Last summer’s Rugby World Cup was a spectacle to behold, and from the 18th of September to the 31st of October 2015 we saw 48 memorable games within which every single player but their bodies on the line to take home the famous Web Ellis Cup. Eventual winners New Zealand played some Rugby that was on a plateau even above their closest rivals Australia, whom they defeated 34-17 in an exhilarating final that was the culmination of a fantastic tournament. However despite the dominance of New Zealand, it was some of the so called ‘lesser’ teams that garnered most attention. Argentina’s amazing run to the Semi Finals – eventually finishing fourth place – cannot be ignored.
For years the perennial whipping boys in major tournaments they have now become a force to be recognised within the international Rugby scene, and will hope to cement that reputation in the upcoming years in preparation for the next Rugby World Cup in Japan 2019. This will be a tournament the hosts will also want to impress at, especially after their memorable last minute 34-32 win against South Africa in this year’s tournament, whereby opting to tap a last minute penalty and go for the winning try instead of kicking the penalty to draw the game caused what has been described as “the biggest upset in Rugby World Cup history”.
Sadly for the hosts England it was a tournament to forget. One of the early bookies’ favourites to reach the latter stages, they couldn’t navigate it out of the group stage after losses to group toppers Australia and Wales ended their chances of progression. Certainly one of the upsets of the tournament, pressure from the public, the RFU and even major sponsors ultimately turned out to be too much for England. It was a situation that was greatly exacerbated by the media hype around the inclusion of Burgess, surrounding every team selection and press conference Stuart Lancaster had to endure.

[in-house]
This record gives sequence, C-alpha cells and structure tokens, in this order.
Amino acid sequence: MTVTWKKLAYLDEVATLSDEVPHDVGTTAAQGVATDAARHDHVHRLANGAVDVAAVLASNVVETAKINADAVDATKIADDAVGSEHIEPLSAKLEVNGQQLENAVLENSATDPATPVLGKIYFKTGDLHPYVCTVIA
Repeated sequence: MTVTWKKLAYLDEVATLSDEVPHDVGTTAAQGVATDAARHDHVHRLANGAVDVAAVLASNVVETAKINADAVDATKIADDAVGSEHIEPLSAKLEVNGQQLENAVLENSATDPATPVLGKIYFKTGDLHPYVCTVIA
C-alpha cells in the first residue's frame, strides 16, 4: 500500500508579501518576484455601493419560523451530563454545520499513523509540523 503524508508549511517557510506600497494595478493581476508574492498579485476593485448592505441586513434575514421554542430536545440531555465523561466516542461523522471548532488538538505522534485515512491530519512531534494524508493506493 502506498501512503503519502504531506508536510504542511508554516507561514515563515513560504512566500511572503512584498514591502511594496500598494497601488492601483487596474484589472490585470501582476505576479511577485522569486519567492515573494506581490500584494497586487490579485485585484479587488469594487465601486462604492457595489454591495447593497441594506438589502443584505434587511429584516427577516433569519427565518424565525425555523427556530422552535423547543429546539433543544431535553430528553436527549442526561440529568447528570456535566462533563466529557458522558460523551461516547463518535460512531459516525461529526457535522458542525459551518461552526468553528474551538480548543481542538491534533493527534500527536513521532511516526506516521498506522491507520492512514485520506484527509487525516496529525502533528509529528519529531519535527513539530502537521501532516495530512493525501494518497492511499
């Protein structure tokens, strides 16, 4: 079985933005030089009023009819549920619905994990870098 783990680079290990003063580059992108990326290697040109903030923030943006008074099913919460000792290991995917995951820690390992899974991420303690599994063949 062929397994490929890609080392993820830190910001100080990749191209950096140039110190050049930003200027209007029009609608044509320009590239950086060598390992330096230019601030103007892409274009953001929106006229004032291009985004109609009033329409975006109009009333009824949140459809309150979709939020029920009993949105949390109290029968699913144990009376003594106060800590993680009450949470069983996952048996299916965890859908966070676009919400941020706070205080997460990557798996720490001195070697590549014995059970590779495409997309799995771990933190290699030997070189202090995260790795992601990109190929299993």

Fortunately however, a northern hemisphere Rugby World Cup within which a northern team failed to reach the quarter finals for the first time –Wales, Ireland and Scotland being knocked out in the second round – still attracted record viewing figures and attendances. With over 2.47 million tickets sold for the 48 games it was the highest attended tournament in history, a fantastic achievement that showcased the UK’s love for all things rugby despite the host nation’s being knocked out so early. This was exemplified by the 2 consecutive Rugby World Cup record attendances at Twickenham for the semi-final and final that was the culmination of a fantastic tournament. It wasn’t just the fans that won either. Main sponsors Heineken had a fantastic tournament financially, a move which saw their share price jump up 0.85 after boasting record sales via benefiting from exclusive alcohol deals in every stadium. This success was echoed with other major sponsors Societe Generale SA and DHL (Deutsche Post AG) who also saw significant rises in their respective share price.
Overall it was a fantastic 6 weeks of international rugby, within which sports fans worldwide were treated to a sporting spectacle unmatched by no other on the planet in 2015. Now it’s just the long agonising wait until Japan 2019!